Connecticut lawmakers spent 11 hours peppering transportation officials with questions and listening to public input on Gov. Ned Lamont’s proposal for electronic tolls at a hearing March 6.
The governor’s budget proposal, presented to the General Assembly on Feb. 20, includes two possible plans: one that would toll only trucks and one that would toll cars and trucks. Lamont has indicated that tolling cars and trucks is the fastest and most effective way to raise money for infrastructure projects to address congestion. He identified interstates 95, 91, 84 and the Merritt Parkway as key routes where congestion is crippling.
Answering questions before the Transportation Committee, Office of Policy and Management Secretary Melissa McCaw emphasized that the trucks-only plan is not practical because it would raise only about $200 million, while the option that includes cars and trucks would generate about $800 million.
“We know that that tool alone is not a viable option,” McCaw said.
Besides asking McCaw and representatives of Connecticut’s Transportation and Economic Development agencies questions, lawmakers spent nine hours accepting testimony from constituents, construction professionals, haulers, engineers, local leaders and their fellow lawmakers.
Most toll opponents argued that Connecticut lawmakers couldn’t be trusted to properly use revenue created through tolls, despite a recent lockbox measure meant to ensure that transportation revenue is used only for transportation-related purposes.
Thurston Foods CEO Peter Malone recognized the need for infrastructure investment but said state lawmakers have a dubious history of mismanagement. A food service distributor based in Wallingford, Thurston Foods is the largest public school food supplier in southern New England. Malone estimated that tolls would cost his company $250,000 to $300,000 a year.
“Connecticut does not have a revenue problem. It has a spending problem,” Malone said. “There’s an inherent distrust of what happens once a revenue source is tapped.”
McCaw stated that any toll revenue would be used expressly for infrastructure. CTDOT Commissioner Joseph Giulietti pointed out that the federal government will not allow Connecticut to use toll revenue generated on interstates for anything other than infrastructure projects.
Tolling could supply a revenue stream to reinvigorate cities and towns, according to representatives of the Connecticut Conference of Municipalities in support of the plan. Waterbury Mayor Neil O’Leary, who also is CCM president, said strong transportation infrastructure is crucial to the welfare of cities. He said a recently finished project to widen I-84 near Waterbury drew more businesses and employment opportunities to his city.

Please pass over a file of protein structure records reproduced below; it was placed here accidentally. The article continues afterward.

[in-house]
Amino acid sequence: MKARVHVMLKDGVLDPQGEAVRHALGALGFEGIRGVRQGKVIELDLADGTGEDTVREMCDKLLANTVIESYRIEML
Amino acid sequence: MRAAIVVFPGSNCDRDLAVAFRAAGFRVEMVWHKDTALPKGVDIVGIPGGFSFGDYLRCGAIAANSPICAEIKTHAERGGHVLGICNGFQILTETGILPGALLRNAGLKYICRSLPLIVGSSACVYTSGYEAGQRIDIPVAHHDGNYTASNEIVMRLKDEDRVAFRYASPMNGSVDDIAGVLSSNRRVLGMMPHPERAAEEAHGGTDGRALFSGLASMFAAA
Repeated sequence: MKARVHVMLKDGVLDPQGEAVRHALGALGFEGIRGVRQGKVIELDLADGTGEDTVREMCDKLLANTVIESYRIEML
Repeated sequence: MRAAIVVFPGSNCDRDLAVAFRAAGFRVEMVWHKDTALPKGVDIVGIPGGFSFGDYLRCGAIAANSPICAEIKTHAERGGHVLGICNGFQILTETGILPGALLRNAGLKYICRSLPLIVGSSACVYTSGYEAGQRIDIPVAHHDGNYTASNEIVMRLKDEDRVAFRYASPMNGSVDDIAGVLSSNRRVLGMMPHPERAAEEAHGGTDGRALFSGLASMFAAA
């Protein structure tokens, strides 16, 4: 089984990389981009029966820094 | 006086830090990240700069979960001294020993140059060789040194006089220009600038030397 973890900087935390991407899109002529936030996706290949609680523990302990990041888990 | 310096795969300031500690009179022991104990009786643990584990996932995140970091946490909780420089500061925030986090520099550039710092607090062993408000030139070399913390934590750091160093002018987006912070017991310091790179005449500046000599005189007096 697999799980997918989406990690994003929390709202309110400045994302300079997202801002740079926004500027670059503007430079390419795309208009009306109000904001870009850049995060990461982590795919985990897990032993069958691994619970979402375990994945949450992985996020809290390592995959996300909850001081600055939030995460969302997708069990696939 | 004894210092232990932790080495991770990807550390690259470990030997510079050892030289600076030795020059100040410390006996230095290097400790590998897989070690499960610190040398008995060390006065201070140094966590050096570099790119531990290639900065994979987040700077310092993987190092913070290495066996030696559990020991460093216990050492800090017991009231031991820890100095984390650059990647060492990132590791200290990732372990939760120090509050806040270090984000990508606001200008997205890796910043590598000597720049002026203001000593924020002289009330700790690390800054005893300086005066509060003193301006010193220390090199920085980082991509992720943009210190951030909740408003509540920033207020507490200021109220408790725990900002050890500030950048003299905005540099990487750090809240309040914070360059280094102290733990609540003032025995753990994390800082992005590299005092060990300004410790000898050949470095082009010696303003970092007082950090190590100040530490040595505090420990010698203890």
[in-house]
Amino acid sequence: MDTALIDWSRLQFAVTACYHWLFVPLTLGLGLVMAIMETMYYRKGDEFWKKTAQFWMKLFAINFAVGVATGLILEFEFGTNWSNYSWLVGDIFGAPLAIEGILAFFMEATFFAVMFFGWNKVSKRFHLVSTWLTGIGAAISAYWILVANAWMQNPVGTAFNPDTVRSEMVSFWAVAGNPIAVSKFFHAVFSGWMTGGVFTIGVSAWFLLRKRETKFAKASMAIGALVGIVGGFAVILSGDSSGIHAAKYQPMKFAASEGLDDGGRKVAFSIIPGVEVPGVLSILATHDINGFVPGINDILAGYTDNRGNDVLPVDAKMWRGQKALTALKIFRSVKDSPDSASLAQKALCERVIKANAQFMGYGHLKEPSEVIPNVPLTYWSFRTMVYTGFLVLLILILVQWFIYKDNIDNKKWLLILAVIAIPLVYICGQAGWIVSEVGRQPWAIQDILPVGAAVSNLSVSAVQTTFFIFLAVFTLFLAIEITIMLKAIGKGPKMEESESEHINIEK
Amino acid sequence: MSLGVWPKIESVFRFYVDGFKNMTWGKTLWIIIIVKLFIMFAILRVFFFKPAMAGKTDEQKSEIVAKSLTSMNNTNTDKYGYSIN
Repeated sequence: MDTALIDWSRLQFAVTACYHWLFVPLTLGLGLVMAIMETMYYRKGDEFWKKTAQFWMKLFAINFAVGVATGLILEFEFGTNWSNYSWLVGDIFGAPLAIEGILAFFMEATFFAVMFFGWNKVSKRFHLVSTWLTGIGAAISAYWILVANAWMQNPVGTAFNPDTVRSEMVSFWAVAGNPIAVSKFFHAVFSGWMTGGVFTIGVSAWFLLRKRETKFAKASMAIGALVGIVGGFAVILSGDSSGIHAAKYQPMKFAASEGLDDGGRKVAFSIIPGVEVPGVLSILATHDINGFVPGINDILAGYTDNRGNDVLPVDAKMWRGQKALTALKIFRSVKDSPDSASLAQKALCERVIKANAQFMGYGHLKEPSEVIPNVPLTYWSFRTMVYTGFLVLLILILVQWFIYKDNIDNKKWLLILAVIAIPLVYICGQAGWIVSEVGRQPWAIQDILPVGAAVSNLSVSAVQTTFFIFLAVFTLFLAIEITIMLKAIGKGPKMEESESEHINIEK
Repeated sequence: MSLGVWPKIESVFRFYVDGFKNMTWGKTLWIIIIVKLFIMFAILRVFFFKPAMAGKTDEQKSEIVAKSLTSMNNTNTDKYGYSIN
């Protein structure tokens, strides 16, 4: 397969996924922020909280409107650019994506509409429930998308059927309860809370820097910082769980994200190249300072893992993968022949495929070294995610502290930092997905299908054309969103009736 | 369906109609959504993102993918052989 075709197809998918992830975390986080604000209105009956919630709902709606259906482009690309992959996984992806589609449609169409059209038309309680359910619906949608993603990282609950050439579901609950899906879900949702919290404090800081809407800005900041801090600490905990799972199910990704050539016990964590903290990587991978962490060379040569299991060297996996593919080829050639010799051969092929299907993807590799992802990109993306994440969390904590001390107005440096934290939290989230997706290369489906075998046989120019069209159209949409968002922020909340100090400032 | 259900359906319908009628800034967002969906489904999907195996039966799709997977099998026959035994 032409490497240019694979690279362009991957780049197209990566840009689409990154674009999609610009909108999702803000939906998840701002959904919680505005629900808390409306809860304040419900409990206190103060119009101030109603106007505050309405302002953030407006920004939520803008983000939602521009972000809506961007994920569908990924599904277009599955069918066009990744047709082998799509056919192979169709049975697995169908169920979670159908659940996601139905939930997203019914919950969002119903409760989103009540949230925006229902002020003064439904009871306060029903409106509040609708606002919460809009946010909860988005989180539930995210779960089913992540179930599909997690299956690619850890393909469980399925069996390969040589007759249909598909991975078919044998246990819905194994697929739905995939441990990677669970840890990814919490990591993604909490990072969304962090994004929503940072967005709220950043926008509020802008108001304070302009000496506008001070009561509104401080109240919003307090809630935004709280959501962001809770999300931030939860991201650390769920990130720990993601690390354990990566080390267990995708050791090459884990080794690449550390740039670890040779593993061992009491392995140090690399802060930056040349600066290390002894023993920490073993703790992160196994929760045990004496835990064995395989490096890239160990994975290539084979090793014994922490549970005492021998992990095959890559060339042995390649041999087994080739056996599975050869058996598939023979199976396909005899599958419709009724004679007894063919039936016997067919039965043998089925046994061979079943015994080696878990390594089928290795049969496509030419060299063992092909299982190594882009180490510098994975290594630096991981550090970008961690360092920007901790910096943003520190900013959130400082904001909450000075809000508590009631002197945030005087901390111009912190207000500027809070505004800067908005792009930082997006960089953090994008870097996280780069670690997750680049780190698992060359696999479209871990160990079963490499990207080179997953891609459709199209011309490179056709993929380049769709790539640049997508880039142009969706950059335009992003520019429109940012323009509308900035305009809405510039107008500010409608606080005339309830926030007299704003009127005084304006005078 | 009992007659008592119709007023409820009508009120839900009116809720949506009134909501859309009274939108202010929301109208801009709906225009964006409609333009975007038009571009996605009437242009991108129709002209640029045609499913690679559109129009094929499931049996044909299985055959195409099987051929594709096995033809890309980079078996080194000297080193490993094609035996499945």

“There are people who are concerned about it. They’re afraid it’s another tax. I don’t care what you call it,” said Rudy Marconi, first selectman of the Town of Ridgefield and CCM board member. “The fact is, we’re starving for money in the state of Connecticut.”
Donald Shubert, president of the Connecticut Construction Industries Association, said infrastructure projects made possible through toll money could boost the state’s construction industry, which has been suffering since the Great Recession. He said he sees members of his association finding work in other states.
“There isn’t enough volume of work in Connecticut. There hasn’t been since 2008,” Shubert said. “We’ve been hanging on by our fingernails since then.”
According to Thomas Maziarz, chief of policy and planning at CTDOT, the governor’s plan suggests 53 tolling gantries distributed across 330 miles, but that number is adjustable as lawmakers continue to deliberate.
The plan aims to minimize the burden on Connecticut residents and place the onus on out-of-state drivers. Lamont has claimed he would only consider a tolling option if the state maximized a discount for Connecticut EZ-Pass users and presented a “frequent driver” discount for people who regularly travel on major roadways.
Glastonbury resident Jennifer Siskind noted that many out-of-state travelers move through Connecticut, such as people traveling to universities and beaches in New England.
Although the testimony became heated at times (some people arrived at the Capitol at 6 a.m. and waited until early evening for their turn to speak), virtually everyone agreed on the need for infrastructure investment. Giulietti said that many projects, such as improving I-84 viaducts in Hartford and rehabilitating the Gold Star Bridge in New London, are in danger of being canceled or delayed if the state doesn’t secure more infrastructure funds.
“We’re at a crossroads, literally as well as figuratively in terms of how we proceed in the future for how we maintain our infrastructure,” said Rep. Carlo Leone, chair of the Transportation Committee. “What we can’t do is afford to fall behind.”